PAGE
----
Regulation rollercoaster

For private equity, Obama administration policy proposals have been big news – some of it good, some of it worrying.

Will the Obama administration help usher in a period of pleasure or pain for private equity? For most GPs, the jury is still out on this. But if this week is any indication, Obama’s impact on the industry will likely be a bit of both.

On Monday, GPs were giving one another high-fives when US Treasury secretary Timothy Geithner revealed plans to combine federal funds with private capital – complete with generous leverage ratios and an equity matching scheme – to purchase up to $1 trillion in certain “toxic” securities and real estate loans. While not a perfect fit with the investment strategies employed by most pure private equity firms, the potential for some specialised alternative asset managers to clinch lucrative, starring roles in the programme was unmistakeable. As was the government’s intent to rely heavily on private capital for future initiatives potentially affecting other asset classes.


Geithner-related “euphoria” sent stocks soaring for US-listed alternative asset firms. On Monday, The Blackstone Group’s units jumped 24 percent, while Fortress Investment Group’s shares rose more than 36 percent – significant moves for stocks that had respectively fallen roughly 78 percent and 93 percent since listing.

Now for the bad news. Geithner stressed in a Wall Street Journal editorial the same day that Congress must craft oversight for the public-private programme that ensures regulations do not deter private investors. However by Thursday, he’d proposed a sweeping overhaul of the US financial regulatory system that replaced those high-fives with sweaty palms.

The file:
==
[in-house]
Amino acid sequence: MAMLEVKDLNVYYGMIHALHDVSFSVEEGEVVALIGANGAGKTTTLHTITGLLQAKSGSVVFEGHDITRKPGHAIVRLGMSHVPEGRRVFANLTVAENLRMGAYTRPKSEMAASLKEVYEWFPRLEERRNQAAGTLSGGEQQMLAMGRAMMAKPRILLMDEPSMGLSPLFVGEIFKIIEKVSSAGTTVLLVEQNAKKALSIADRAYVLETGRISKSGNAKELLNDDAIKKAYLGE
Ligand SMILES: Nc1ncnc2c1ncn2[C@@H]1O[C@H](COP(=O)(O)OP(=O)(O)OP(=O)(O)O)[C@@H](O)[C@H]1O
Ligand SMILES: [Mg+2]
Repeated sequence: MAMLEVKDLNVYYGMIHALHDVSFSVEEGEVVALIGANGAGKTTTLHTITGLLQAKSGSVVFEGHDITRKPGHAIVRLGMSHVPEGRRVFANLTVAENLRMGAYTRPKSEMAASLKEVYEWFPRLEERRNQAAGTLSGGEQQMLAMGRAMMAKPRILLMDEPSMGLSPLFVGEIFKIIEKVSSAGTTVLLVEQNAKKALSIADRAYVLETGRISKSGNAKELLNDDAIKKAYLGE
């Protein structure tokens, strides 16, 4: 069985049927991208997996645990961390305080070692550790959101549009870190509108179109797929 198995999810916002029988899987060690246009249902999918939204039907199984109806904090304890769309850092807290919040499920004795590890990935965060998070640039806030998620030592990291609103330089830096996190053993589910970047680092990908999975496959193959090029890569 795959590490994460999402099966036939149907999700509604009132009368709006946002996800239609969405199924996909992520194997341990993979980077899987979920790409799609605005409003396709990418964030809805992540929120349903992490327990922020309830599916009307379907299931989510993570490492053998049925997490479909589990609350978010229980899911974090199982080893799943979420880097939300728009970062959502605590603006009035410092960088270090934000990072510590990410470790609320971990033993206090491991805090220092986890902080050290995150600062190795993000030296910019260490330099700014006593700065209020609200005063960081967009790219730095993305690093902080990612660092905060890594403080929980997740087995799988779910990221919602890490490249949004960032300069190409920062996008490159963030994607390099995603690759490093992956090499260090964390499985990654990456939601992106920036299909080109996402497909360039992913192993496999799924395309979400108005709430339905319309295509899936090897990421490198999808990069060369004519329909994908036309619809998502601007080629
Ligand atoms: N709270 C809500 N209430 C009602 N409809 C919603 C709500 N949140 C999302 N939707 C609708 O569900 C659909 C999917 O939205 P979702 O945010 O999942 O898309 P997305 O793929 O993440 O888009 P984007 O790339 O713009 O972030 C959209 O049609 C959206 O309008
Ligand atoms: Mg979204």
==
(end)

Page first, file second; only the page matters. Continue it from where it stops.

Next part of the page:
As part of the administration’s efforts to win greater regulatory control over large financial institutions, Geithner proposed rules that would significantly heighten oversight of hedge and private equity funds. Leveraged private investment funds with assets under management over a certain threshold would be obligated to register with the Securities and Exchange Commission. They would also be required to disclose any information deemed necessary for determining whether their activities might pose systemic financial risk.

It’s still unclear what that threshold would be, but the funds required to report to the SEC would be forced to hand over information including the names of LPs and leverage ratios on transactions. This data would be shared with a new “systemic risk regulator” which would determine whether a firm’s failure would pose a risk to the economy and would have the power to impose stricter capital requirements on firms deemed “at risk”. Though Geithner emphasised he is not suggesting private funds be regulated like banks, nor impose capital requirements on them, the proposals represent the first time significant US regulations could be forced on private equity funds.

The Private Equity Council, a US lobbying group that represents a dozen or so mega-funds, quickly issued a statement praising Geithner’s efforts, but categorically denying private equity poses any systemic financial risk. “Private equity firms invest in companies, not exotic securities and their investors are long-term investors, eliminating the ‘run on the bank’ type of risk that helped create the current financial crisis,” it said.

The Treasury’s regulatory reform plans are far from being a done deal. Many pundits are predicting their derailment or indefinite delays by foreseeable political firestorms. Still, most GPs are – and should be – bracing for some form of regulation in the not-too-distant future.

“The financial community recognises that additional regulation is inevitable,” Carlyle chief David Rubenstein told Reuters on the sidelines of PEI’s Emerging Markets Forum in New York yesterday. “No one is in love with regulation but we recognise it is coming.”

While the legislative process runs its course, US private equity practitioners could seek comfort from their peers in the UK. British private equity firms have long been regulated by the country’s Financial Services Authority. None of them are fond of the cost that entails. But neither are they finding it unbearable. Regulation per se must not be a disaster for the industry. The question is how heavily Geithner’s hand will come to rest on private equity when his work is done.